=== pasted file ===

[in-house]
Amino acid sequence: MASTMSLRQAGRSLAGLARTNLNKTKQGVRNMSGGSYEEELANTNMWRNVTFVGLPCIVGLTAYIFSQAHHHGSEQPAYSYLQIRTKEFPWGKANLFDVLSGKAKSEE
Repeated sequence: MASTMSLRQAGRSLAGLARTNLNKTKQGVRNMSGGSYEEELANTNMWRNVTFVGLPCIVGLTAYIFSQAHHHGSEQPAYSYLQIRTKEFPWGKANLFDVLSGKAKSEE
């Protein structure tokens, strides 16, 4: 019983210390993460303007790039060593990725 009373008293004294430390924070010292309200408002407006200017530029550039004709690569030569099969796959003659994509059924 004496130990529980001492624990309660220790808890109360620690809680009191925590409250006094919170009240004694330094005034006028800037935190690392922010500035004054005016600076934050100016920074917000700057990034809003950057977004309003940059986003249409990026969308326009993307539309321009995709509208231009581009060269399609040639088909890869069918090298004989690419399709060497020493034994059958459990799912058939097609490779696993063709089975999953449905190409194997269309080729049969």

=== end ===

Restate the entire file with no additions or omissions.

[in-house]
Amino acid sequence: MASTMSLRQAGRSLAGLARTNLNKTKQGVRNMSGGSYEEELANTNMWRNVTFVGLPCIVGLTAYIFSQAHHHGSEQPAYSYLQIRTKEFPWGKANLFDVLSGKAKSEE
Repeated sequence: MASTMSLRQAGRSLAGLARTNLNKTKQGVRNMSGGSYEEELANTNMWRNVTFVGLPCIVGLTAYIFSQAHHHGSEQPAYSYLQIRTKEFPWGKANLFDVLSGKAKSEE
């Protein structure tokens, strides 16, 4: 019983210390993460303007790039060593990725 009373008293004294430390924070010292309200408002407006200017530029550039004709690569030569099969796959003659994509059924 004496130990529980001492624990309660220790808890109360620690809680009191925590409250006094919170009240004694330094005034006028800037935190690392922010500035004054005016600076934050100016920074917000700057990034809003950057977004309003940059986003249409990026969308326009993307539309321009995709509208231009581009060269399609040639088909890869069918090298004989690419399709060497020493034994059958459990799912058939097609490779696993063709089975999953449905190409194997269309080729049969």